The Camden-Rockport and Five Town school districts will finish out the year with buildings closed, students learning remotely and possibly an alternative graduation.

Superintendent Maria Libby announced the decision to keep classrooms closed in a letter to parents and members of the school community.

The decision is based on recommendations by Gov. Janet Mills, Education Commissioner Pender Makin and the U.S. Centers for Disease Control guidelines of an 8 to 20-week time frame for avoiding large group and in-person instruction once there is evidence of community transmission of COVID-19.

Considerable disappointments, a sense of loss and challenges for families come with this decision, Libby stated.

“Seniors will experience a significant loss by not experiencing the normal rites of passage as they transition out of high school."

Libby hinted that plans are in the works for “alternative ways to safely redesign graduation and other important end of the year happenings to provide continuity, an ongoing sense of community and some closure.”

She said the sense of loss "of the community developed through the daily life of a school" extends to all students, families and staff, from the small act of passing a friend in the hall, to cheering shoulder-to-shoulder for school sports teams.

School closure brings multiple challenges for families, she said, including coping with childcare and managing school expectations, while grappling with the personal and financial challenges the COVID-19 crisis presents,

Last day of school

School districts have the option of determining the last day of school, Libby said, as the state has waived the required 175 minimum-student-days this year. Because Camden-Rockport and Five Town districts had only one day between ceasing in-person learning and starting remote learning, the districts will have more school days than others in the state, she said.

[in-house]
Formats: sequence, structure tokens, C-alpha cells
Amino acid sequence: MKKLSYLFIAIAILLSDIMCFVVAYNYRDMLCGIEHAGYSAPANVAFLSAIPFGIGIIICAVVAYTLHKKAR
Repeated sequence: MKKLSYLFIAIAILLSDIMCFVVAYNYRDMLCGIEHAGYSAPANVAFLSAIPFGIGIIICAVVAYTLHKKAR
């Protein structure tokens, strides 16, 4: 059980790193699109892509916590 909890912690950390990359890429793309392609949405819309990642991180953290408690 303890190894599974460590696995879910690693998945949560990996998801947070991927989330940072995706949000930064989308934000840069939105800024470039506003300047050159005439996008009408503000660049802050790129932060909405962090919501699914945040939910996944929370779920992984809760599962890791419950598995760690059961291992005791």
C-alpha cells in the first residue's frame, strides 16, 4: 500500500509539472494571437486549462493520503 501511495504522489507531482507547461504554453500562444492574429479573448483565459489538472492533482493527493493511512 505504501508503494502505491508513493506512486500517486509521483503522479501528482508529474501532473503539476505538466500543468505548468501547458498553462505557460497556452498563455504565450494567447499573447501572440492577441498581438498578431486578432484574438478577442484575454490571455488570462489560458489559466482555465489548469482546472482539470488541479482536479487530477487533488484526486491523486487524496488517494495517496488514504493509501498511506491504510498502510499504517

Libby said she will wait several weeks before recommending a year-end date for approval by the school board. Before making a decision, she said she will gather information and input from parents, students, and teachers, and be weighing many different factors.

If the school year ends early, teachers will continue to work their contracted number of days doing important curriculum work and professional development, Libby said.

School budget vote

Libby said April 10 that school budget votes will not occur in June, as they do each year, but will be postponed. She said they would take place at the same time state primary and referendum elections take place, which currently is July 14, according to Governor Janet Mills.

The school district does not have the option of holding a vote for its budgets on its own, since “we need the cooperation of the five towns, and everyone needs to feel safe,” she said.